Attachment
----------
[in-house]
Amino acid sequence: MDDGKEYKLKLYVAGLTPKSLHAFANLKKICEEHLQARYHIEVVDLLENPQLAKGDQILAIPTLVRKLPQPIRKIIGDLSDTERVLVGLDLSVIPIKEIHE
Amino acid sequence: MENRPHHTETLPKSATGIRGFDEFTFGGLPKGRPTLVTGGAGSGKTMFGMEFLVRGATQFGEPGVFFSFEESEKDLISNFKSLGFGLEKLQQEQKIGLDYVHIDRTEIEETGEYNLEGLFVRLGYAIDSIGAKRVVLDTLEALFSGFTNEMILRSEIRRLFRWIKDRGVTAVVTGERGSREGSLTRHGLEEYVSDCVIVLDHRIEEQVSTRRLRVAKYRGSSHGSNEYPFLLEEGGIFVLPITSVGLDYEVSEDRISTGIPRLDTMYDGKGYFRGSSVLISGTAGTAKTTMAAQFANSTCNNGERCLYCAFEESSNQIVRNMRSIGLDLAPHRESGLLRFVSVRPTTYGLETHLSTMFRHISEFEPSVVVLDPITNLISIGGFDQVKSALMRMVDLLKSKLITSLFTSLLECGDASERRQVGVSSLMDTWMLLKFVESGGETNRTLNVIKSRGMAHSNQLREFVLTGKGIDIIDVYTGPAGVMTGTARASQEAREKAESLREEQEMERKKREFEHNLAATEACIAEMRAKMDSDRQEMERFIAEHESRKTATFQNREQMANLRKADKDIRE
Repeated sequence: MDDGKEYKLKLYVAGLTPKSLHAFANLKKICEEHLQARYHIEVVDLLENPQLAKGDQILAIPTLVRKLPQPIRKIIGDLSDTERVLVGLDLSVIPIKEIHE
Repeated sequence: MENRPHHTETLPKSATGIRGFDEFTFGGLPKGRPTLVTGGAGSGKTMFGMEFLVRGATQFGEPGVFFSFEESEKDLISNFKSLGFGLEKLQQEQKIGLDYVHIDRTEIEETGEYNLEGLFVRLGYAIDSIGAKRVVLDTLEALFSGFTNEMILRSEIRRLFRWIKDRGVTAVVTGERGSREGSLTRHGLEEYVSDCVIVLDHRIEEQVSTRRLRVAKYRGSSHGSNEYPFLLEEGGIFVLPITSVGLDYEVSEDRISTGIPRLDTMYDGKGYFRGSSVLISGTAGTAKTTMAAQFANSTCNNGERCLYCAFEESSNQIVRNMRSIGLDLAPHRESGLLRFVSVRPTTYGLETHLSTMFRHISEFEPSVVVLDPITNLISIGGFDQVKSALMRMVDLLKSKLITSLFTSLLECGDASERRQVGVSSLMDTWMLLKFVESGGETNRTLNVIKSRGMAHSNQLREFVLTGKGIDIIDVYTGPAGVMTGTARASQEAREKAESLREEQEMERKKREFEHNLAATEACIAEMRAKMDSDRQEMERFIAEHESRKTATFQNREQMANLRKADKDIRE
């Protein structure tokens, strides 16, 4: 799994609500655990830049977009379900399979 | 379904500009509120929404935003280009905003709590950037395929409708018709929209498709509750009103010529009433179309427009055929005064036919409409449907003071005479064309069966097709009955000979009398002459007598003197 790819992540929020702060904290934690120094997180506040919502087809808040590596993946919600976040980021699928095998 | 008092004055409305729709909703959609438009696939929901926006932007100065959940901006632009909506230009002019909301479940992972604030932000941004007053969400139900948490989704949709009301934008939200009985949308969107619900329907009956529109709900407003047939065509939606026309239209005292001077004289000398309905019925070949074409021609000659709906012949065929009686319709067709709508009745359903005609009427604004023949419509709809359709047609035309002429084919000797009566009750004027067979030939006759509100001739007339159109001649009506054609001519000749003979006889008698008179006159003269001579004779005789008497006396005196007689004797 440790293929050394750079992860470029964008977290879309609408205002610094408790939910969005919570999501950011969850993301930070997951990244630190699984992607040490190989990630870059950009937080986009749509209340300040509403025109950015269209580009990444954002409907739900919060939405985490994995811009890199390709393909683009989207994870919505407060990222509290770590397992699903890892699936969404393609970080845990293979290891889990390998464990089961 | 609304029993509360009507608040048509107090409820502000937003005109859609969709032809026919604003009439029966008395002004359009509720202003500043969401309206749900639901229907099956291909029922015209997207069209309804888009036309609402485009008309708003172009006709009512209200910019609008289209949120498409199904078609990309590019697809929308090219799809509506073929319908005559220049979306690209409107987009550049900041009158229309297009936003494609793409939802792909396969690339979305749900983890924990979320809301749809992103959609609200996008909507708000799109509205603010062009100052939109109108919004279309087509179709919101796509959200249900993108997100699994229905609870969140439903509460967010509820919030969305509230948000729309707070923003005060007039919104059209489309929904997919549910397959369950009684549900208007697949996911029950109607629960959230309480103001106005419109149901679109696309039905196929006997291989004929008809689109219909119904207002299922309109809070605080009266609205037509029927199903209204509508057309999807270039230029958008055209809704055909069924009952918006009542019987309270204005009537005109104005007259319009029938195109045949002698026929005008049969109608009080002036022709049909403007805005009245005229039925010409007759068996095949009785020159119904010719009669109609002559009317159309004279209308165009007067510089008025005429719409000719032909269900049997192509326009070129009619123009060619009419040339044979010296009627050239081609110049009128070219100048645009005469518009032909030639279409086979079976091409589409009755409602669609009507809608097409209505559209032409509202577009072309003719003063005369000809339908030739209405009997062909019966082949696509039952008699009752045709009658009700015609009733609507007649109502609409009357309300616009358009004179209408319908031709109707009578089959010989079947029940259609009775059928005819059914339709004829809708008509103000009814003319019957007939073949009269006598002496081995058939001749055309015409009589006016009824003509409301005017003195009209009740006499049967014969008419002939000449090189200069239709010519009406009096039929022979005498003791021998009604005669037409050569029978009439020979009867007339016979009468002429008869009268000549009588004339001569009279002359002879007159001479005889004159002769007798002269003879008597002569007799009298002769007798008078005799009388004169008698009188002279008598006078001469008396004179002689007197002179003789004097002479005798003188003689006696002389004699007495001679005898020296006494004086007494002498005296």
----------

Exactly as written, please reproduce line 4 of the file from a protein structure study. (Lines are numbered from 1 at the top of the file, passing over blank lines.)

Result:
Repeated sequence: MDDGKEYKLKLYVAGLTPKSLHAFANLKKICEEHLQARYHIEVVDLLENPQLAKGDQILAIPTLVRKLPQPIRKIIGDLSDTERVLVGLDLSVIPIKEIHE